The hoopoe is one of those birds that isn’t easy to forget, some people refer to it as the butterfly bird because of the broad wings and buoyant, undulating flight. The plumage of the hoopoe is quite beautiful with a buff coloured upper body and black and white wings but probably the most striking feature is the crest, which can be raised into a half circle above its head when aroused.
What does the hoopoe eat?
The hoopoe eats worms, larvae and insects. The beak of the hoopoe is long and slightly down-curved, almost like a wading bird. It uses this bill to probe into the ground to find food. For this reason, hoopoes tend to feed on short grassy areas and bird watchers sometimes joke about hoopoes having an affinity with vicar's lawns!
This notion is based upon the fact that vicars keep their lawns quite tightly mown and I remember someone in Cornwall once telling me that they had seen a hoopoe on a bowling green, providing further proof of the link between hoopoes and very short grass.
Why are hoopoes seen in Britain?
Hoopoes are migratory birds, flying south to spend their winter in southern Spain or Africa. When they fly northwards to return to their breeding grounds in spring some fly too far, particularly if weather conditions are favourable, and find themselves in Britain, most often along the south coast.
For more unusual birds you might be lucky enough to spot, read our guide to the exotic birds of Britain.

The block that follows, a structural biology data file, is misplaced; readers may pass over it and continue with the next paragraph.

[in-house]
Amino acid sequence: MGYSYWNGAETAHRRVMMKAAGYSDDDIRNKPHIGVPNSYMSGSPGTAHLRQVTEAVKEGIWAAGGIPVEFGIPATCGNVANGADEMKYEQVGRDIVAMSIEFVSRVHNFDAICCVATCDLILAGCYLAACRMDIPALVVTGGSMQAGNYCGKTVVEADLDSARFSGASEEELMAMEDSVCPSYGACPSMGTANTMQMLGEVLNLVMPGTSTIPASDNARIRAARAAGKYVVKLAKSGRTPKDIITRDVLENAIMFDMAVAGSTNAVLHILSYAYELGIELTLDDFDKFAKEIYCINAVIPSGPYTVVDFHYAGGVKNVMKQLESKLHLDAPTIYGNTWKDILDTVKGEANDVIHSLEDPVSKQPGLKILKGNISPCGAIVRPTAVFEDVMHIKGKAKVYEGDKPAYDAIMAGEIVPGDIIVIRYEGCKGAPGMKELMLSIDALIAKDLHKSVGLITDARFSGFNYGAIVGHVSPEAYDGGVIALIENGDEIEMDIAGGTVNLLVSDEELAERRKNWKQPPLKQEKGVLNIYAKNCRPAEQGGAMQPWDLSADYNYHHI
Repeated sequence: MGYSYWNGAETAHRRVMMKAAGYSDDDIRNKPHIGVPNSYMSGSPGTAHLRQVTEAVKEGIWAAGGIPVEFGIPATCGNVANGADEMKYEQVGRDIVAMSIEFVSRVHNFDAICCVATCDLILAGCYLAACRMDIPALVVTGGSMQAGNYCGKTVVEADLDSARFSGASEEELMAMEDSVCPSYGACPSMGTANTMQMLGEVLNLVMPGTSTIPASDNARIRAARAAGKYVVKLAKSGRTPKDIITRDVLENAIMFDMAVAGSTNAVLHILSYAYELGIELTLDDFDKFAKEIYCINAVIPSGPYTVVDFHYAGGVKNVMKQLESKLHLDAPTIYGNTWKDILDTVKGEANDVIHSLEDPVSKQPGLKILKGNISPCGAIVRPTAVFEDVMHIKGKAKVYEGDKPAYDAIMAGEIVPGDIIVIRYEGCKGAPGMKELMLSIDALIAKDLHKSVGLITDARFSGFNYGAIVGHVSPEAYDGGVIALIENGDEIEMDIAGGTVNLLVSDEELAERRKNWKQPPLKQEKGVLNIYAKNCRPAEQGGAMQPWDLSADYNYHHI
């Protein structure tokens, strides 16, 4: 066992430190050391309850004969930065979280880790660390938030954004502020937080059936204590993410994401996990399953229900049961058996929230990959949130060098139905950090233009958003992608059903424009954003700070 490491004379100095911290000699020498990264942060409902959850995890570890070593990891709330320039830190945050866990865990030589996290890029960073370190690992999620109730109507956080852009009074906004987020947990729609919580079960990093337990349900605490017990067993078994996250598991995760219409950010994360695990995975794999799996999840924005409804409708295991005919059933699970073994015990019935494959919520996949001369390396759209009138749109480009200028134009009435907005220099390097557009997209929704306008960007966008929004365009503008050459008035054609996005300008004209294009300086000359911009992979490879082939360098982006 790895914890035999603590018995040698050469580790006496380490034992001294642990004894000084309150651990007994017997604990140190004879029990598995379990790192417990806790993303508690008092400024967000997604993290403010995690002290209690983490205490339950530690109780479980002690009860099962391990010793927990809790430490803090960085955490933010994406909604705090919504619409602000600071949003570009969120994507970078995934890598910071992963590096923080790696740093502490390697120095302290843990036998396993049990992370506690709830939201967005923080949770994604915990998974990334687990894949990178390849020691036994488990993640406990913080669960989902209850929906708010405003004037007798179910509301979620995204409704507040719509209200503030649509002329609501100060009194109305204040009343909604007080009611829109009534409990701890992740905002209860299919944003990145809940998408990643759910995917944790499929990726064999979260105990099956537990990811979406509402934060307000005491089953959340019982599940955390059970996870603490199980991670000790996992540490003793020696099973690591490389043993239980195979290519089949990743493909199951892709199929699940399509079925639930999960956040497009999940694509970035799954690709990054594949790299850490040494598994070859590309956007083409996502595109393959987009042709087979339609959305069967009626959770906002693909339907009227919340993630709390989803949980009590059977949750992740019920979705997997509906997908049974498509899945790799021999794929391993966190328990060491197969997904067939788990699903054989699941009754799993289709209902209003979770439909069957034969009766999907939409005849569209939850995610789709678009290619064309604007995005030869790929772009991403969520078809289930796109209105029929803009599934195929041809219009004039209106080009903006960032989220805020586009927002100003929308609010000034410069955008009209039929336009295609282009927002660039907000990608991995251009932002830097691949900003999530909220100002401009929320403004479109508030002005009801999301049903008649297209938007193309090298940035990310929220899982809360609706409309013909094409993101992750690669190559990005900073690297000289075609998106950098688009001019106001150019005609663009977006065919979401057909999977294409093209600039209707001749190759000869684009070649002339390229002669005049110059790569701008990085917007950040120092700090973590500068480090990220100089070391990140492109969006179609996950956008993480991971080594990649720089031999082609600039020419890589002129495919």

Where does the hoopoe breed?
The breeding range of the hoopoe is across most of mainland Europe with the exception of Britain and Scandinavia. It has attempted to breed in Britain on at least forty recorded occasions, most recently in the 1990s, but it is seen here every year as a migrant in spring. Where it breeds the hoopoe shows a preference for land which is grazed because around domesticated animals there is a greater abundance of prey available.
Why is it called 'hoopoe'?
The name of the hoopoe, pronounced 'hoo-poo', is derived from the bird’s call frequently described as ‘oop-oop-oop’. So remarkable is this call that it is also reflected in the scientific name of the species, Upupa epops.
The opinions expressed are those of the author and are not held by Saga unless specifically stated.
The material is for general information only and does not constitute investment, tax, legal, medical or other form of advice. You should not rely on this information to make (or refrain from making) any decisions. Always obtain independent, professional advice for your own particular situation.